Broadcast TV’s Greatest Obstacle To Streaming Is Itself

Senior Contributor
01.06.17 3 Comments

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This week at CES, Hulu is revealing details about its proposed live TV streaming service, and truthfully, it sounds impressive. While the reported price of $40 a month remains high, Hulu has a raft of impressive ideas, from a cloud-based DVR that automatically finds the best version of the show you’ve recorded to an interface that learns just what you like and recommends shows accordingly. But the real killer app is the ability to livestream broadcast networks over the service, which would put local news, weather, and other programming on Hulu. And thanks to the complicated politics of broadcast TV, that may not happen.

It seems a no-brainer for broadcast networks and local TV affiliates. After all, broadcast television is given away for free in the hopes of drawing enough viewers to sell ad time to sponsors. Having an app on your phone or your set-top box to do that would seem to be ideal, but it largely hasn’t happened yet. Instead, to livestream, say, ABC through its app, you have to have a cable subscription and you can only do it in a handful of markets. NBC and Fox are the same way, with Fox not offering any local livestream at all. And while CBS has no market restrictions, it restricts what you can watch live on your phone. The only broadcast network that doesn’t seem to care whether you’ve got a cable subscription or not is the CW, which simply puts the last five episodes for every show up on its app, and has no livestream function.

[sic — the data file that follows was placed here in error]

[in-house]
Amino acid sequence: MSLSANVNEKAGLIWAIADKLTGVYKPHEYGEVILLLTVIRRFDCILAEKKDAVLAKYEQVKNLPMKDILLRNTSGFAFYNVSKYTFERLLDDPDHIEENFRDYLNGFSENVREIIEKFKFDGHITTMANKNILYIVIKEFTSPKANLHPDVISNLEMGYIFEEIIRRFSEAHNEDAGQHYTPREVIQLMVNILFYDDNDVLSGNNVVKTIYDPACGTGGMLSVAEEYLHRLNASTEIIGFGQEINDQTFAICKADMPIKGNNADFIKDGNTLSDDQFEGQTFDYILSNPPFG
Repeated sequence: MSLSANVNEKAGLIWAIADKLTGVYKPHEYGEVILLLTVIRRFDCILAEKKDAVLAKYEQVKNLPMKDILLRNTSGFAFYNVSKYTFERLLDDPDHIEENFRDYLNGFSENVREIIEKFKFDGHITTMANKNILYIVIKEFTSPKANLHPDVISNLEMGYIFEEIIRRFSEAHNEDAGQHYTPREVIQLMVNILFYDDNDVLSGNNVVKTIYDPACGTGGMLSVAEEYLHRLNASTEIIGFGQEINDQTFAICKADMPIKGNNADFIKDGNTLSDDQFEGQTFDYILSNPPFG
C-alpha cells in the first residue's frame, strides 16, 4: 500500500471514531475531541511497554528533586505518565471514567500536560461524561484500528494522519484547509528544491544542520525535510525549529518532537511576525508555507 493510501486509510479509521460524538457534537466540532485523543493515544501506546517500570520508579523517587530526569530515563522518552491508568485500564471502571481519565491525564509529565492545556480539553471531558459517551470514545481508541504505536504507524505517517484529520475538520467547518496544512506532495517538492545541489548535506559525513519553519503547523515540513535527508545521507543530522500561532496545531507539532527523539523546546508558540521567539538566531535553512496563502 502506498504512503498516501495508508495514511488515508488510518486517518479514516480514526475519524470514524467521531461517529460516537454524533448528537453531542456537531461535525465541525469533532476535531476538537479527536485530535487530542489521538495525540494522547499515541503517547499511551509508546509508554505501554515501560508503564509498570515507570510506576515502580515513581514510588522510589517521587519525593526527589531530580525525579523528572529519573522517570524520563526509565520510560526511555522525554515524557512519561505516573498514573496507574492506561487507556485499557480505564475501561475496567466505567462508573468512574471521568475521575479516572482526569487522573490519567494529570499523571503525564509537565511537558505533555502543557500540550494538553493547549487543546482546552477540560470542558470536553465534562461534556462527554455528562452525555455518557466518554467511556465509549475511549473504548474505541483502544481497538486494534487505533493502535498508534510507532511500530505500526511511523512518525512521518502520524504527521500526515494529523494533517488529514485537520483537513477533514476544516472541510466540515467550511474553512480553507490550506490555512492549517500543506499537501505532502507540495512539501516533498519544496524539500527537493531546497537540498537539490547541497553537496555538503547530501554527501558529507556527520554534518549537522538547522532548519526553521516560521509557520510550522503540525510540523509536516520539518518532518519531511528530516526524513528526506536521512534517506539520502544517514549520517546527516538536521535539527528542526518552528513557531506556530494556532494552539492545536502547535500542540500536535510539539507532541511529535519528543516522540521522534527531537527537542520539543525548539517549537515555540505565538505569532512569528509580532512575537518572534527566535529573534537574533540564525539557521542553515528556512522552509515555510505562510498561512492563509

Why is it this way? There are two main issues: How broadcast networks make the majority of their money, and how they’ve built their affiliate networks. The former is the most glaring: Retransmission fees, or what cable networks pay to show broadcast TV, are a major source of money for local networks, so much so major markets can witness total blackouts when the two go to war over how much cable should pay for what the network gives away for free.

The latter is a bit more complicated. In the U.S., television networks are limited in how many stations they can own and operate, based on the percentage of the TV viewing market they reach. For the rest of America, that means privately owned stations broadcast their content, and fill in the hours in which they don’t have network shows with local news, syndicated programming, infomercials, and all the other stuff we associate with TV.

Thus there’s a complex web of rights and negotiations, since technically, these private companies own the local news broadcasts, but the network owns the prime time content, yet the private company sells local ads in both, and the syndication company may not want to livestream their content on an app. It’s easier for your local news channel to dump clips on YouTube and have a separate app for local news. Private companies can own multiple stations as well, making nationwide streaming even more complex.

If that weren’t enough, some networks have bad blood with their affiliates. As of January 1st, Boston’s former NBC affiliate, WHDH, has been replaced by a station owned and operated by Comcast, thanks in part to the long, sometimes ugly history between HDH’s billionaire owner Ed Ansin and NBC.

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